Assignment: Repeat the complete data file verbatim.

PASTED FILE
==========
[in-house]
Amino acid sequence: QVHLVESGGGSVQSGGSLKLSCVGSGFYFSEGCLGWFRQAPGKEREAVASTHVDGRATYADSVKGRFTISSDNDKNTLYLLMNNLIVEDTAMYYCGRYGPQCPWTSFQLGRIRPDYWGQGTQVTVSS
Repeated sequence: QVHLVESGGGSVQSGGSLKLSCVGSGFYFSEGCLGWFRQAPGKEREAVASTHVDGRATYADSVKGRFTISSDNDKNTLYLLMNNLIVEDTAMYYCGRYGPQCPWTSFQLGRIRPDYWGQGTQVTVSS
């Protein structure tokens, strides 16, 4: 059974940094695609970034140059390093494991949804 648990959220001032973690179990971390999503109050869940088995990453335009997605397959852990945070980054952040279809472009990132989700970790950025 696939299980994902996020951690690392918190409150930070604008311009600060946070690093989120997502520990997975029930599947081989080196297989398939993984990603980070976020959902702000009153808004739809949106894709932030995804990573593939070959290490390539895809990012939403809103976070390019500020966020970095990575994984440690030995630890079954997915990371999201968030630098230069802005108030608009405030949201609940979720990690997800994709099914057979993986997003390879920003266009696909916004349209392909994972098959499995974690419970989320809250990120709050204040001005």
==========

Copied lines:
[in-house]
Amino acid sequence: QVHLVESGGGSVQSGGSLKLSCVGSGFYFSEGCLGWFRQAPGKEREAVASTHVDGRATYADSVKGRFTISSDNDKNTLYLLMNNLIVEDTAMYYCGRYGPQCPWTSFQLGRIRPDYWGQGTQVTVSS
Repeated sequence: QVHLVESGGGSVQSGGSLKLSCVGSGFYFSEGCLGWFRQAPGKEREAVASTHVDGRATYADSVKGRFTISSDNDKNTLYLLMNNLIVEDTAMYYCGRYGPQCPWTSFQLGRIRPDYWGQGTQVTVSS
């Protein structure tokens, strides 16, 4: 059974940094695609970034140059390093494991949804 648990959220001032973690179990971390999503109050869940088995990453335009997605397959852990945070980054952040279809472009990132989700970790950025 696939299980994902996020951690690392918190409150930070604008311009600060946070690093989120997502520990997975029930599947081989080196297989398939993984990603980070976020959902702000009153808004739809949106894709932030995804990573593939070959290490390539895809990012939403809103976070390019500020966020970095990575994984440690030995630890079954997915990371999201968030630098230069802005108030608009405030949201609940979720990690997800994709099914057979993986997003390879920003266009696909916004349209392909994972098959499995974690419970989320809250990120709050204040001005």